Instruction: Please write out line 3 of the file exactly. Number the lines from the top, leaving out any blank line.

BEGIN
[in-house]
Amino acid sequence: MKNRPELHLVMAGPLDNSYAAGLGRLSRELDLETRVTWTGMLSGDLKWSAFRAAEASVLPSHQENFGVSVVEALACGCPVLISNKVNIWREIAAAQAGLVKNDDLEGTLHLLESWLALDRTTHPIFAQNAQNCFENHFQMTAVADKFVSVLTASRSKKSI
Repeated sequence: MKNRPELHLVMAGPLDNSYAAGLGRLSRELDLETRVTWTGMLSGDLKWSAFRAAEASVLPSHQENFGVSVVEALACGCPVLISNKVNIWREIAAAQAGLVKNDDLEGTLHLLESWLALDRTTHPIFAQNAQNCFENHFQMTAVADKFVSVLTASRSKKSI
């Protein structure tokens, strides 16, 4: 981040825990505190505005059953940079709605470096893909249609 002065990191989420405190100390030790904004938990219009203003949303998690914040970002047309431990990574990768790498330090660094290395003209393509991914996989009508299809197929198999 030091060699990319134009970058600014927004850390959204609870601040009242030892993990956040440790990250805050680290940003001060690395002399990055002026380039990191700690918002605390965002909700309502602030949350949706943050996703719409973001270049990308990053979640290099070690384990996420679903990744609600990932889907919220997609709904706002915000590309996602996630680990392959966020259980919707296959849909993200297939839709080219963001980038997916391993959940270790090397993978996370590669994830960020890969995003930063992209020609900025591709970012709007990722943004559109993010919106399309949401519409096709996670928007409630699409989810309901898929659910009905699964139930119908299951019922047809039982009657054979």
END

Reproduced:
Repeated sequence: MKNRPELHLVMAGPLDNSYAAGLGRLSRELDLETRVTWTGMLSGDLKWSAFRAAEASVLPSHQENFGVSVVEALACGCPVLISNKVNIWREIAAAQAGLVKNDDLEGTLHLLESWLALDRTTHPIFAQNAQNCFENHFQMTAVADKFVSVLTASRSKKSI